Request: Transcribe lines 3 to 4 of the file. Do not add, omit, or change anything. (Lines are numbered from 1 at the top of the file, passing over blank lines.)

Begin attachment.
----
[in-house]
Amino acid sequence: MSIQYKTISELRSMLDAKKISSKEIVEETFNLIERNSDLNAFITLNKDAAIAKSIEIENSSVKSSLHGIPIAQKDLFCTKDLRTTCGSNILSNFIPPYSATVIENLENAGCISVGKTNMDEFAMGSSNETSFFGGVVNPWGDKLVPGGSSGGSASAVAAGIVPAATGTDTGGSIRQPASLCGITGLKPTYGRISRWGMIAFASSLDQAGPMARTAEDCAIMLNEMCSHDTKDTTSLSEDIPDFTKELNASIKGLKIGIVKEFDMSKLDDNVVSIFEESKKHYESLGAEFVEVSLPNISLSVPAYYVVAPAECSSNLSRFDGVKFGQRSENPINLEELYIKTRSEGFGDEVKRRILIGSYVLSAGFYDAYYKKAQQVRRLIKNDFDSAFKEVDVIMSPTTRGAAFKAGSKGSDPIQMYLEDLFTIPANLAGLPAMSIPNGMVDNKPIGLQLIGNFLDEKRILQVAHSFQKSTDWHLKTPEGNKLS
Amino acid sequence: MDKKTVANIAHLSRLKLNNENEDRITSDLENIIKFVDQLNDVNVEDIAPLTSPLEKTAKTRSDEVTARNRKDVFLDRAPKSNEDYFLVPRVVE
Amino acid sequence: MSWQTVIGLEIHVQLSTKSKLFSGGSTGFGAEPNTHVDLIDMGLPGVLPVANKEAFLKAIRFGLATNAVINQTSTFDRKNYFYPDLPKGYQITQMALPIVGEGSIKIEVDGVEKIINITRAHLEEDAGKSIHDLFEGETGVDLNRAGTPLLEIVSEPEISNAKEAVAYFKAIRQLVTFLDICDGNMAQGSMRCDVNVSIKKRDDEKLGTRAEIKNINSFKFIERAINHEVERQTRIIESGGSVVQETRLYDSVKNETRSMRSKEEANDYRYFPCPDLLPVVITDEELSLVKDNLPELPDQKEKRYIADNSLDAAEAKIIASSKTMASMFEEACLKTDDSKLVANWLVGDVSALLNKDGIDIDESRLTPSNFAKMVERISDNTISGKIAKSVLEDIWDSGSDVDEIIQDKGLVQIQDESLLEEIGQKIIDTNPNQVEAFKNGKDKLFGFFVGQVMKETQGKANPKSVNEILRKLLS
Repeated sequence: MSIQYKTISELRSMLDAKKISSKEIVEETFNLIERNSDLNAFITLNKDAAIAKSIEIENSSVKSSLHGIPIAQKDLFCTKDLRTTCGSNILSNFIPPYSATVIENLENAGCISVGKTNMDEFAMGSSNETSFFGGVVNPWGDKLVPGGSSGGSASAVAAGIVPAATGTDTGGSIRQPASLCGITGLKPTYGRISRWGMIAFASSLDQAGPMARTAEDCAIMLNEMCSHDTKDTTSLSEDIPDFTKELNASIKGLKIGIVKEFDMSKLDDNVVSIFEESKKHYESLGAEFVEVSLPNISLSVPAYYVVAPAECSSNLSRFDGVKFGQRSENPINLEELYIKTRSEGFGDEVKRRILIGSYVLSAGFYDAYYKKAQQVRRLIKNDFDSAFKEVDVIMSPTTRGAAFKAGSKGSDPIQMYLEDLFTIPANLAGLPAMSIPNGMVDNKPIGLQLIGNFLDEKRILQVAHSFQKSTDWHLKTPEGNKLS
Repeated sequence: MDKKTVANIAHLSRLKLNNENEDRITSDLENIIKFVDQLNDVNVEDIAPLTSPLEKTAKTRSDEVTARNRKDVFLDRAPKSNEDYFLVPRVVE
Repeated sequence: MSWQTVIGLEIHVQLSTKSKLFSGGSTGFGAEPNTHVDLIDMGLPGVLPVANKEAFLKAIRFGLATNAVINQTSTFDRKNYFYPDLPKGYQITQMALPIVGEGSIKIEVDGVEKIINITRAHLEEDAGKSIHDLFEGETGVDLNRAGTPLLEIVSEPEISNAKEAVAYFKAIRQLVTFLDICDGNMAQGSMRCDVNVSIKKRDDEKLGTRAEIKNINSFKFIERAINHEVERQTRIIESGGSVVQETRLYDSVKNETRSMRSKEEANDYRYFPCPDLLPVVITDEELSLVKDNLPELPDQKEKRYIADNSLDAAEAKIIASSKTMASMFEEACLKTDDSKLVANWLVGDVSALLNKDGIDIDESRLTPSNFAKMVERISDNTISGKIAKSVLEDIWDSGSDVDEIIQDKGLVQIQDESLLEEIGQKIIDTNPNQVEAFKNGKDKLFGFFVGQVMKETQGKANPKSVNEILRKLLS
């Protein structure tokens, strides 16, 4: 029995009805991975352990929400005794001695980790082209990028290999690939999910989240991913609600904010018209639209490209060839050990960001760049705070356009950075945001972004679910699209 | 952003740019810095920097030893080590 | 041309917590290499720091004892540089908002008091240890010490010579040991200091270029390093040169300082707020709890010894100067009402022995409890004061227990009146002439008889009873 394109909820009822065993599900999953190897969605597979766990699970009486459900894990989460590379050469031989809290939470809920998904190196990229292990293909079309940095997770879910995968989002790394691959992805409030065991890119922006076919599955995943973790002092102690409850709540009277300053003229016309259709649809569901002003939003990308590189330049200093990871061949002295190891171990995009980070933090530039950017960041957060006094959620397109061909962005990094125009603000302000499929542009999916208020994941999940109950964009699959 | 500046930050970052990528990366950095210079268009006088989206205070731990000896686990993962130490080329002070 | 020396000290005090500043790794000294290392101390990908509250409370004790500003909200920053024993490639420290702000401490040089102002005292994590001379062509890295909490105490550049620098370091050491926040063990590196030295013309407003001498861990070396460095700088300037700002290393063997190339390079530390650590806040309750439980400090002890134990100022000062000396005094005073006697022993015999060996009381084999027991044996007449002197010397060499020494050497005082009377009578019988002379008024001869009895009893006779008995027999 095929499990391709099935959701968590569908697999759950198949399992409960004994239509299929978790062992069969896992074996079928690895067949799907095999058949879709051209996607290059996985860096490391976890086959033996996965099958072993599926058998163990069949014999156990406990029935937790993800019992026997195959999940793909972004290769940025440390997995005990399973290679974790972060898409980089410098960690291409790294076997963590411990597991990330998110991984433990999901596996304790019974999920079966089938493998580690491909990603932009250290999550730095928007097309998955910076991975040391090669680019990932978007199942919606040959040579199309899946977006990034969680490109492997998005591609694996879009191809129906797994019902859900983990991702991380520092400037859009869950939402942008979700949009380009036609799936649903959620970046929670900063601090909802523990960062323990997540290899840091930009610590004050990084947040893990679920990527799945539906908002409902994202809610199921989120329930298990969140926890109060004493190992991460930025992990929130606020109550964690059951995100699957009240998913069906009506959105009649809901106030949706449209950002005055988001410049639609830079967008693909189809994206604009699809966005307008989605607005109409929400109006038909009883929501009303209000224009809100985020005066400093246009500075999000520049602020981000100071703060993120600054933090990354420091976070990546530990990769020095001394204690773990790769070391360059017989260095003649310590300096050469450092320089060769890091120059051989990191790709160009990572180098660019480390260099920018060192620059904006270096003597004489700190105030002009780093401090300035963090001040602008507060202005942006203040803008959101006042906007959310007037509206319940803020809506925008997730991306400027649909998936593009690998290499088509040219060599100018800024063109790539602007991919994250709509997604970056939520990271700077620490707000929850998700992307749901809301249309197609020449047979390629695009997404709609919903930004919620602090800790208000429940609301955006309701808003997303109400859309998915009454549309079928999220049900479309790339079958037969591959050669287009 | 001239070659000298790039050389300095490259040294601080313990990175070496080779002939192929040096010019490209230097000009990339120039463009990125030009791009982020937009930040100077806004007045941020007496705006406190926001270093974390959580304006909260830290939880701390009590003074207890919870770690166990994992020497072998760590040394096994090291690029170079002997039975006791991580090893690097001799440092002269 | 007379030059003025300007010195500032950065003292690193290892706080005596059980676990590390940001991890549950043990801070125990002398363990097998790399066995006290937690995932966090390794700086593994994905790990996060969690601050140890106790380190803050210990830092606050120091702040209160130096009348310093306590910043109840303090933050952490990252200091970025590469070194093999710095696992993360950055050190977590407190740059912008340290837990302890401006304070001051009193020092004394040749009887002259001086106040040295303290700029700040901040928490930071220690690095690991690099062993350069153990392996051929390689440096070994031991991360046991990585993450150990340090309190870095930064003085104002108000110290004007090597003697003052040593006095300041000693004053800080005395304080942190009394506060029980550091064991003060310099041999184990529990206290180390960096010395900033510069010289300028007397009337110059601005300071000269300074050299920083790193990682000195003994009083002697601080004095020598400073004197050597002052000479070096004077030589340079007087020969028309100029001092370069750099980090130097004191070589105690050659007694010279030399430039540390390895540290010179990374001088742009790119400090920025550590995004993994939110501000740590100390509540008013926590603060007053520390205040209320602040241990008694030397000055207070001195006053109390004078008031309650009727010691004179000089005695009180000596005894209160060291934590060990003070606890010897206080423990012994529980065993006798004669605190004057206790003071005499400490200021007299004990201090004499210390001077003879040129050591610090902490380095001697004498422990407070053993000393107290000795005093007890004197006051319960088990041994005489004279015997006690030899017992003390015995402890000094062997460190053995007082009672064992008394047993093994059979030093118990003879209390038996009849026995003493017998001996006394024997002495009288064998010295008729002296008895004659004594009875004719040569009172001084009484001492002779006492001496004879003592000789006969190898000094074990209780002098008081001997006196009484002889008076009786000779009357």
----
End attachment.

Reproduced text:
Amino acid sequence: MDKKTVANIAHLSRLKLNNENEDRITSDLENIIKFVDQLNDVNVEDIAPLTSPLEKTAKTRSDEVTARNRKDVFLDRAPKSNEDYFLVPRVVE
Amino acid sequence: MSWQTVIGLEIHVQLSTKSKLFSGGSTGFGAEPNTHVDLIDMGLPGVLPVANKEAFLKAIRFGLATNAVINQTSTFDRKNYFYPDLPKGYQITQMALPIVGEGSIKIEVDGVEKIINITRAHLEEDAGKSIHDLFEGETGVDLNRAGTPLLEIVSEPEISNAKEAVAYFKAIRQLVTFLDICDGNMAQGSMRCDVNVSIKKRDDEKLGTRAEIKNINSFKFIERAINHEVERQTRIIESGGSVVQETRLYDSVKNETRSMRSKEEANDYRYFPCPDLLPVVITDEELSLVKDNLPELPDQKEKRYIADNSLDAAEAKIIASSKTMASMFEEACLKTDDSKLVANWLVGDVSALLNKDGIDIDESRLTPSNFAKMVERISDNTISGKIAKSVLEDIWDSGSDVDEIIQDKGLVQIQDESLLEEIGQKIIDTNPNQVEAFKNGKDKLFGFFVGQVMKETQGKANPKSVNEILRKLLS